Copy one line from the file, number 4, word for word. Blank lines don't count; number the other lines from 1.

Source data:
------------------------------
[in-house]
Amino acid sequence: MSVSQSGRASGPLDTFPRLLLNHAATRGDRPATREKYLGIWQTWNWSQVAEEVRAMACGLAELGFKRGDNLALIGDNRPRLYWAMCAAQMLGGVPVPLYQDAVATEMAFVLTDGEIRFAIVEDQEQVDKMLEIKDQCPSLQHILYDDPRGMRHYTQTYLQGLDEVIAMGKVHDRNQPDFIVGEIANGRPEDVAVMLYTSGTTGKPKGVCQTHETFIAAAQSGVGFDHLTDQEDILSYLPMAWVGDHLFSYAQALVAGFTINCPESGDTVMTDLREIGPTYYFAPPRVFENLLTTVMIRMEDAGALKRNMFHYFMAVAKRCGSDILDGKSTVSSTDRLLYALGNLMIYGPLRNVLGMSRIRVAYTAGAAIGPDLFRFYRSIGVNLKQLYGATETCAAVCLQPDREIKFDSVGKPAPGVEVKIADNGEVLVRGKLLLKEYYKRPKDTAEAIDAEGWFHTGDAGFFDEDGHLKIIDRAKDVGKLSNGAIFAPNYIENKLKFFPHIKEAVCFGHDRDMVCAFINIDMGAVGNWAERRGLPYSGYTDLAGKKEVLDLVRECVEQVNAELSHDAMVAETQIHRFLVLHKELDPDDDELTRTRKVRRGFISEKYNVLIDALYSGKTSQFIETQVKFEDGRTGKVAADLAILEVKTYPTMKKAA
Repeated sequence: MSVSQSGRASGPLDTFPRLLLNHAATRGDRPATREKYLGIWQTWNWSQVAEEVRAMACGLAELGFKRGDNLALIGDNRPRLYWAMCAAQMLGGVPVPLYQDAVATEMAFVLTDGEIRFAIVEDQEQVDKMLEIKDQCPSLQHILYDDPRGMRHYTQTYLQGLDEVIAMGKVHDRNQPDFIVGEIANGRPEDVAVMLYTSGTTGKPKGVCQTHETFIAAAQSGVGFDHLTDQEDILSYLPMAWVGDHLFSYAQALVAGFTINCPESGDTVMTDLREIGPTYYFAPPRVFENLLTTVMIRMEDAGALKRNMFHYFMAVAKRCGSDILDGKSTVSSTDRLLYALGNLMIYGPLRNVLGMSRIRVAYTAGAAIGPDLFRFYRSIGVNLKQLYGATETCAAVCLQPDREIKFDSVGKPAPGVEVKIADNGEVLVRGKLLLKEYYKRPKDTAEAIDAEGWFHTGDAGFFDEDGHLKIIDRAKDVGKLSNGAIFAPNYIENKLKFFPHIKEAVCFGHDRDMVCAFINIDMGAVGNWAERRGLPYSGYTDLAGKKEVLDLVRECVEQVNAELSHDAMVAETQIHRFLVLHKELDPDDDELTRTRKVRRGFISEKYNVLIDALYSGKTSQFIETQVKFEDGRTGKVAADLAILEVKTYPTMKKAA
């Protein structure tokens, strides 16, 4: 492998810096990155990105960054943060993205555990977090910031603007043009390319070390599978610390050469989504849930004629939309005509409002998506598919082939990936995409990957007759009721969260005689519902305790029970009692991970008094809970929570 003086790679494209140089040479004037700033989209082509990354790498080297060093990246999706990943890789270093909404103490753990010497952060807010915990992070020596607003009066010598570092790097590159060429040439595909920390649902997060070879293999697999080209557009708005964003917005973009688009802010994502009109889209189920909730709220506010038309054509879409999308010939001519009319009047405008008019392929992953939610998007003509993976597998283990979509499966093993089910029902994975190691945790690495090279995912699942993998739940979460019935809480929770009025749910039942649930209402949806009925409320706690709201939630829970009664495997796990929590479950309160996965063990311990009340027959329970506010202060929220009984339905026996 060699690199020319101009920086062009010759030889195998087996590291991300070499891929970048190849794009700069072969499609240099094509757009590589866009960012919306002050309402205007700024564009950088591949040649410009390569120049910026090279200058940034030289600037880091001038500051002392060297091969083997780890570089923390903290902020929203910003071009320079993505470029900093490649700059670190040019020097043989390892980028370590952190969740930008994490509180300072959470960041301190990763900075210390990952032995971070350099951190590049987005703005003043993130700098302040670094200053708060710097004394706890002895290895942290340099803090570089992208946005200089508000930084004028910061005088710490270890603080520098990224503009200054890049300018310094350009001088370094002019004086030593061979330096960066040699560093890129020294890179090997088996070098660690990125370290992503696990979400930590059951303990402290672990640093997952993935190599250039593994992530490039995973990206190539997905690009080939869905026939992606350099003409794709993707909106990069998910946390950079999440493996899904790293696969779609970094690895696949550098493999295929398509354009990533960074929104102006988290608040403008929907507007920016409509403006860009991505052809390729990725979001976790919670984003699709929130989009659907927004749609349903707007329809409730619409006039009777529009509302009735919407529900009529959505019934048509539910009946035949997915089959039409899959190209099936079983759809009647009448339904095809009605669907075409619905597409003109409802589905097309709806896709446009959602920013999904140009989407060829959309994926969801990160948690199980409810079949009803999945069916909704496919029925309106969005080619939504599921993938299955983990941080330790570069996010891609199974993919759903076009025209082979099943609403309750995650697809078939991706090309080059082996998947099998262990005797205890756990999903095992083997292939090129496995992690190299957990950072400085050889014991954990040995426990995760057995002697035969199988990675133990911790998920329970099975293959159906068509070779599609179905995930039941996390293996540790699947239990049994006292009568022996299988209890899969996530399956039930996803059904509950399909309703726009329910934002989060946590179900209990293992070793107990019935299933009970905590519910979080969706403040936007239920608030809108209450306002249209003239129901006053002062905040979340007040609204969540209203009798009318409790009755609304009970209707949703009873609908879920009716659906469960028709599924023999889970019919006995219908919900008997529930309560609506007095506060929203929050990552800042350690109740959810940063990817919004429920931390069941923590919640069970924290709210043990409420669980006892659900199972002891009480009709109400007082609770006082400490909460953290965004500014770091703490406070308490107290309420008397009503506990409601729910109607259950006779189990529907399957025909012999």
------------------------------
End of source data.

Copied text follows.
């Protein structure tokens, strides 16, 4: 492998810096990155990105960054943060993205555990977090910031603007043009390319070390599978610390050469989504849930004629939309005509409002998506598919082939990936995409990957007759009721969260005689519902305790029970009692991970008094809970929570 003086790679494209140089040479004037700033989209082509990354790498080297060093990246999706990943890789270093909404103490753990010497952060807010915990992070020596607003009066010598570092790097590159060429040439595909920390649902997060070879293999697999080209557009708005964003917005973009688009802010994502009109889209189920909730709220506010038309054509879409999308010939001519009319009047405008008019392929992953939610998007003509993976597998283990979509499966093993089910029902994975190691945790690495090279995912699942993998739940979460019935809480929770009025749910039942649930209402949806009925409320706690709201939630829970009664495997796990929590479950309160996965063990311990009340027959329970506010202060929220009984339905026996 060699690199020319101009920086062009010759030889195998087996590291991300070499891929970048190849794009700069072969499609240099094509757009590589866009960012919306002050309402205007700024564009950088591949040649410009390569120049910026090279200058940034030289600037880091001038500051002392060297091969083997780890570089923390903290902020929203910003071009320079993505470029900093490649700059670190040019020097043989390892980028370590952190969740930008994490509180300072959470960041301190990763900075210390990952032995971070350099951190590049987005703005003043993130700098302040670094200053708060710097004394706890002895290895942290340099803090570089992208946005200089508000930084004028910061005088710490270890603080520098990224503009200054890049300018310094350009001088370094002019004086030593061979330096960066040699560093890129020294890179090997088996070098660690990125370290992503696990979400930590059951303990402290672990640093997952993935190599250039593994992530490039995973990206190539997905690009080939869905026939992606350099003409794709993707909106990069998910946390950079999440493996899904790293696969779609970094690895696949550098493999295929398509354009990533960074929104102006988290608040403008929907507007920016409509403006860009991505052809390729990725979001976790919670984003699709929130989009659907927004749609349903707007329809409730619409006039009777529009509302009735919407529900009529959505019934048509539910009946035949997915089959039409899959190209099936079983759809009647009448339904095809009605669907075409619905597409003109409802589905097309709806896709446009959602920013999904140009989407060829959309994926969801990160948690199980409810079949009803999945069916909704496919029925309106969005080619939504599921993938299955983990941080330790570069996010891609199974993919759903076009025209082979099943609403309750995650697809078939991706090309080059082996998947099998262990005797205890756990999903095992083997292939090129496995992690190299957990950072400085050889014991954990040995426990995760057995002697035969199988990675133990911790998920329970099975293959159906068509070779599609179905995930039941996390293996540790699947239990049994006292009568022996299988209890899969996530399956039930996803059904509950399909309703726009329910934002989060946590179900209990293992070793107990019935299933009970905590519910979080969706403040936007239920608030809108209450306002249209003239129901006053002062905040979340007040609204969540209203009798009318409790009755609304009970209707949703009873609908879920009716659906469960028709599924023999889970019919006995219908919900008997529930309560609506007095506060929203929050990552800042350690109740959810940063990817919004429920931390069941923590919640069970924290709210043990409420669980006892659900199972002891009480009709109400007082609770006082400490909460953290965004500014770091703490406070308490107290309420008397009503506990409601729910109607259950006779189990529907399957025909012999």